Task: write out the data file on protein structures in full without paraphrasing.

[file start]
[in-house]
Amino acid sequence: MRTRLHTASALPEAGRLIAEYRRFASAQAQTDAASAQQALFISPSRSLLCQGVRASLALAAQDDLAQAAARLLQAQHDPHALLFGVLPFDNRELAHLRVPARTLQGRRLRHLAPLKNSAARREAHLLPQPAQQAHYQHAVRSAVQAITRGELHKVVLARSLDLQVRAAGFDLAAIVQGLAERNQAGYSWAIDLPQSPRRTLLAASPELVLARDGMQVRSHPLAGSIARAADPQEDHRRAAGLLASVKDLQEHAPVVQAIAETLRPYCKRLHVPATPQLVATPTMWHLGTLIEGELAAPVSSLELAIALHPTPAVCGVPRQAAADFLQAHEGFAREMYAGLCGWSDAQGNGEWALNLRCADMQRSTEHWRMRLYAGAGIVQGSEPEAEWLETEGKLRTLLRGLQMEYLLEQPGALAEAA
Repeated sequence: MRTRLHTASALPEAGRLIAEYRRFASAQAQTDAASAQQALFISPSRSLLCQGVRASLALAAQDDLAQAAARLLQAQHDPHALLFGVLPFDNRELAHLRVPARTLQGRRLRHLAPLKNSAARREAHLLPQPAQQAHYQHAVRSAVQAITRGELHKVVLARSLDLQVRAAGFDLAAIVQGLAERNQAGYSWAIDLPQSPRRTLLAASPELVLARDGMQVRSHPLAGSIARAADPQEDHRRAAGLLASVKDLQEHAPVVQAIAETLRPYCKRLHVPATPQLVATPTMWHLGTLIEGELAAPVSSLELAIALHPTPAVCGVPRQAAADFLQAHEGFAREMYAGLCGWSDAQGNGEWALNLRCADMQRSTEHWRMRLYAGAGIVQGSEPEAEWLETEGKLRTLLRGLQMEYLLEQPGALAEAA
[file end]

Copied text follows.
[in-house]
Amino acid sequence: MRTRLHTASALPEAGRLIAEYRRFASAQAQTDAASAQQALFISPSRSLLCQGVRASLALAAQDDLAQAAARLLQAQHDPHALLFGVLPFDNRELAHLRVPARTLQGRRLRHLAPLKNSAARREAHLLPQPAQQAHYQHAVRSAVQAITRGELHKVVLARSLDLQVRAAGFDLAAIVQGLAERNQAGYSWAIDLPQSPRRTLLAASPELVLARDGMQVRSHPLAGSIARAADPQEDHRRAAGLLASVKDLQEHAPVVQAIAETLRPYCKRLHVPATPQLVATPTMWHLGTLIEGELAAPVSSLELAIALHPTPAVCGVPRQAAADFLQAHEGFAREMYAGLCGWSDAQGNGEWALNLRCADMQRSTEHWRMRLYAGAGIVQGSEPEAEWLETEGKLRTLLRGLQMEYLLEQPGALAEAA
Repeated sequence: MRTRLHTASALPEAGRLIAEYRRFASAQAQTDAASAQQALFISPSRSLLCQGVRASLALAAQDDLAQAAARLLQAQHDPHALLFGVLPFDNRELAHLRVPARTLQGRRLRHLAPLKNSAARREAHLLPQPAQQAHYQHAVRSAVQAITRGELHKVVLARSLDLQVRAAGFDLAAIVQGLAERNQAGYSWAIDLPQSPRRTLLAASPELVLARDGMQVRSHPLAGSIARAADPQEDHRRAAGLLASVKDLQEHAPVVQAIAETLRPYCKRLHVPATPQLVATPTMWHLGTLIEGELAAPVSSLELAIALHPTPAVCGVPRQAAADFLQAHEGFAREMYAGLCGWSDAQGNGEWALNLRCADMQRSTEHWRMRLYAGAGIVQGSEPEAEWLETEGKLRTLLRGLQMEYLLEQPGALAEAA